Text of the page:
Are there risks to having an IUD inserted?

There are no clinical procedures that are risk free. There is a small risk of infection, and if you have not had swabs done, we may give you antibiotics at the time of the procedure to minimise this. There is a small risk of a perforation of the uterus and for this reason, we ask you to feel for the IUD strings to ensure the IUD is in place. There is a small increased risk of an ectopic pregnancy when an IUD is in place. 

Some women find they have some menstrual cramping and spotting after an IUD is inserted. This usually settles in 24-48 hours but if it persists you can contact our 24-hour advice line.

The IUD is the most effective non-hormonal contraceptive available. Some women say they have slightly heavier periods with a copper IUD in place. Most women find it an easy and reliable contraceptive and like the fact that it has no hormonal side effects. If you have not had a period within four weeks of having your IUD inserted for emergency contraception, you will need to do a pregnancy test. If you have any issues after your IUD is inserted please contact our 24-hour advice line.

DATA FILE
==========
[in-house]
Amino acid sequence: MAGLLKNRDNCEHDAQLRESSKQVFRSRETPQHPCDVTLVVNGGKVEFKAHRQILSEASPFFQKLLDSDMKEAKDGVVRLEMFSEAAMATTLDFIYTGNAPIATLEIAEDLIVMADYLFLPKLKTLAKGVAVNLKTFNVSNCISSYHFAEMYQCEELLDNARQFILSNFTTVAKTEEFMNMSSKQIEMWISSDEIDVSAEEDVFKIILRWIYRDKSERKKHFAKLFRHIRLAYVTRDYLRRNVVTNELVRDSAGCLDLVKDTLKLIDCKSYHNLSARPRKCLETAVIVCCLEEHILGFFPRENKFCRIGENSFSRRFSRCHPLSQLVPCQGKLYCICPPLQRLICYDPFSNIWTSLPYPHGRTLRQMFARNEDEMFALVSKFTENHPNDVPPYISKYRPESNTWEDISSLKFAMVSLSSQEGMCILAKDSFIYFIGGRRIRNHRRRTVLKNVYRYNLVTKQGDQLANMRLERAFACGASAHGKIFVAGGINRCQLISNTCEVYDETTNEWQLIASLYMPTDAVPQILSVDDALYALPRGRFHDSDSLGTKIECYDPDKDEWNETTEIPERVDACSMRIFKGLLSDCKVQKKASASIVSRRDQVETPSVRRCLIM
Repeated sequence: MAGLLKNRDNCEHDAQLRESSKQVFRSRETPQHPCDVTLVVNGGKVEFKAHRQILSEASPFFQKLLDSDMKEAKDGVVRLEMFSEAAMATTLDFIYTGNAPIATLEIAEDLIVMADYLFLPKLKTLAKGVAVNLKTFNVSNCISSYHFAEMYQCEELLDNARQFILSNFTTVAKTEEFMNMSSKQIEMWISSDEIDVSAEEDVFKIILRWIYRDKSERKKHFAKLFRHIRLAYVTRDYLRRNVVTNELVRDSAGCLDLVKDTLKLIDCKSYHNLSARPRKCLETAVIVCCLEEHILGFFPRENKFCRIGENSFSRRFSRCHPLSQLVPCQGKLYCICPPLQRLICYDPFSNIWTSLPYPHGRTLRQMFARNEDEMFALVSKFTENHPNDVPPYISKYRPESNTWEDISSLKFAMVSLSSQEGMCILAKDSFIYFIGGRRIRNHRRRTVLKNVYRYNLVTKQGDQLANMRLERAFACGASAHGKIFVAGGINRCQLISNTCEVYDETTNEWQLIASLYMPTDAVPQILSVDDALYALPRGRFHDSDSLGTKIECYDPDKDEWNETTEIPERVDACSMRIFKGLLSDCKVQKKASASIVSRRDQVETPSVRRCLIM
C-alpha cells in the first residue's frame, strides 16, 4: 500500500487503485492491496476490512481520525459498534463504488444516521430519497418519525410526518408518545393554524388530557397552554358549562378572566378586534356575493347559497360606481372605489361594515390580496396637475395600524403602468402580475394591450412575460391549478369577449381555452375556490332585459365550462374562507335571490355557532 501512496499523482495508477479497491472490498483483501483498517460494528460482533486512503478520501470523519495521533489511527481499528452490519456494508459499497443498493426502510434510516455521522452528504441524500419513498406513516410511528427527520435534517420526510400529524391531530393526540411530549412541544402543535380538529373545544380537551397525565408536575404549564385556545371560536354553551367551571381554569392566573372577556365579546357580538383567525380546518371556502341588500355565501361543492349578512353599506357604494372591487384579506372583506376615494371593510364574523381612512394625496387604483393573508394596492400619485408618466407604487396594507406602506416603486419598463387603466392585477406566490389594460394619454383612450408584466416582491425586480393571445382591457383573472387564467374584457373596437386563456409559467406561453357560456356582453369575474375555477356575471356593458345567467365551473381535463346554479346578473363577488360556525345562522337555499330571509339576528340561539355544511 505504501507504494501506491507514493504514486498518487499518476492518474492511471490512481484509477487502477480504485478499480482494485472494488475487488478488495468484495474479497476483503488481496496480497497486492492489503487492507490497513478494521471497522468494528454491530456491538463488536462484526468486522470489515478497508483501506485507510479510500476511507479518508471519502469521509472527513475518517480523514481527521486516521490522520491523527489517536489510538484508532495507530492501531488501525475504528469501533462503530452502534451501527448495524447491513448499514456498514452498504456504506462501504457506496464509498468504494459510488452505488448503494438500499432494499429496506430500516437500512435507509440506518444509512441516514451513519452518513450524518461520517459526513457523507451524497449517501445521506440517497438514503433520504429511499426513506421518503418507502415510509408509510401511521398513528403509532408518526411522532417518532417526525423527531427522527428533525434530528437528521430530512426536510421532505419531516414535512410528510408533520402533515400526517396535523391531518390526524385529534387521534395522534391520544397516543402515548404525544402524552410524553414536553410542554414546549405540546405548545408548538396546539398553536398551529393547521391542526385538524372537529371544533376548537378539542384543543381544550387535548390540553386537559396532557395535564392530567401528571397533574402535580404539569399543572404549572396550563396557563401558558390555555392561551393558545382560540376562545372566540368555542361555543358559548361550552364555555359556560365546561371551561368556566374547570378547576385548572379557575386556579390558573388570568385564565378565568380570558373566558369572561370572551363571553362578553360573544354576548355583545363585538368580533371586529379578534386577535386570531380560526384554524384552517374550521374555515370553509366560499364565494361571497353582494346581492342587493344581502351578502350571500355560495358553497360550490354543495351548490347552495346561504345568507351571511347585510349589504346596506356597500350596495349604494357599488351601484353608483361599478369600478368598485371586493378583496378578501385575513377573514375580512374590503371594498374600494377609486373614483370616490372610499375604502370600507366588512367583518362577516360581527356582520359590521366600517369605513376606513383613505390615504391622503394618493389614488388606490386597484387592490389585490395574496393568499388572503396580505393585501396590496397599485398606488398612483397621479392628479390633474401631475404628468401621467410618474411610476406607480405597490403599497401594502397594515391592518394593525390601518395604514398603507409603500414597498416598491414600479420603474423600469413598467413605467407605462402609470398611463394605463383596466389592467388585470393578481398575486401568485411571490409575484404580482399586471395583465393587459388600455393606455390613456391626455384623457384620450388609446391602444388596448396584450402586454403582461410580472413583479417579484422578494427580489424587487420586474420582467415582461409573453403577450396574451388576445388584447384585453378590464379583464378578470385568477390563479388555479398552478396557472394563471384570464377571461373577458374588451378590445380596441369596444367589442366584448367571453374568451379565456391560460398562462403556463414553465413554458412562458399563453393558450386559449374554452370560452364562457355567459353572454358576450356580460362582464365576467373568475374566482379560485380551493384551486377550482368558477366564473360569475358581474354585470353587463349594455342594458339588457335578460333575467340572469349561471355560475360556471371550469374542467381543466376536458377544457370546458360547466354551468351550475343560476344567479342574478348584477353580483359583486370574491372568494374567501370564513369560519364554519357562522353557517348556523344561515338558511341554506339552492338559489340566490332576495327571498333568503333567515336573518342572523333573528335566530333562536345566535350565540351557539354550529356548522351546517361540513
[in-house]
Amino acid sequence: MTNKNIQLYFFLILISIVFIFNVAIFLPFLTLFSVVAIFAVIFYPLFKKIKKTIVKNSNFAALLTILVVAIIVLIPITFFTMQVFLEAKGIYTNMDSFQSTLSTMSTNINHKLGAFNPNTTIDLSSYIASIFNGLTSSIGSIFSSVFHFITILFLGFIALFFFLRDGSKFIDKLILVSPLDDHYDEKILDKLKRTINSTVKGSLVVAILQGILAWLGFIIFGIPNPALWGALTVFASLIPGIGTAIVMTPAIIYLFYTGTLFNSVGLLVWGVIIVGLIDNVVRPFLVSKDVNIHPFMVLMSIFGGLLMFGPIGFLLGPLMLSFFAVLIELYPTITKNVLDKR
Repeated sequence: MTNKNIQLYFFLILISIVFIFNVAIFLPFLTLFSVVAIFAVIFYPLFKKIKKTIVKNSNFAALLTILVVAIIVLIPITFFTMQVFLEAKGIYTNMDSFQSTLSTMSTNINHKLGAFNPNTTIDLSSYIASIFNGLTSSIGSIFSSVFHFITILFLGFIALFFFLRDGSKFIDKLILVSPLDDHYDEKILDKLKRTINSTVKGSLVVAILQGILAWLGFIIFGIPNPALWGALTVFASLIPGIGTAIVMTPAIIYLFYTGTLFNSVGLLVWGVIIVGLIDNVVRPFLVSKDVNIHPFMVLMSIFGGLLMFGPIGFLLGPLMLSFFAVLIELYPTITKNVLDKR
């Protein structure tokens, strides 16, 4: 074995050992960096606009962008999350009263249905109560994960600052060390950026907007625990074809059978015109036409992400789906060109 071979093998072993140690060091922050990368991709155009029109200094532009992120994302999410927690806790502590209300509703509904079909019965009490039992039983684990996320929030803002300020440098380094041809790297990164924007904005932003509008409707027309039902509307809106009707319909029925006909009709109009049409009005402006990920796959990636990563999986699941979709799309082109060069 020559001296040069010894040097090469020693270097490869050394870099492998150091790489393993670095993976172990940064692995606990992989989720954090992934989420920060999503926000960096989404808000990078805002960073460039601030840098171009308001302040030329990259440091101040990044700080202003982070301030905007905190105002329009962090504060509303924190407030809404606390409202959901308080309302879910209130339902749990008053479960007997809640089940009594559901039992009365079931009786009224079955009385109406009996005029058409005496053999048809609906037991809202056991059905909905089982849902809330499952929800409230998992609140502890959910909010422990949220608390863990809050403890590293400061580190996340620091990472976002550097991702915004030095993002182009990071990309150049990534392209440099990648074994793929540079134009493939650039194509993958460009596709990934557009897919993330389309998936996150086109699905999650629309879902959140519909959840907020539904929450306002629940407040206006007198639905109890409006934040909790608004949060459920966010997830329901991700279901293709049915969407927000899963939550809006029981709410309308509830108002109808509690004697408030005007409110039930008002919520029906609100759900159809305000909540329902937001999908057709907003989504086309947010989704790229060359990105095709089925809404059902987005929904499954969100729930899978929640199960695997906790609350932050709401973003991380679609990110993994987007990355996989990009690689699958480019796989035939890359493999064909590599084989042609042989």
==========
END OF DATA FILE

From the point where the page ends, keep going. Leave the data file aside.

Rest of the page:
Emergency appointments

We offer emergency appointments for those who would like to speak with a doctor. If you call 0345 300 0460 and explain you need emergency contraception, we can arrange an urgent appointment for you.

Contraception FEES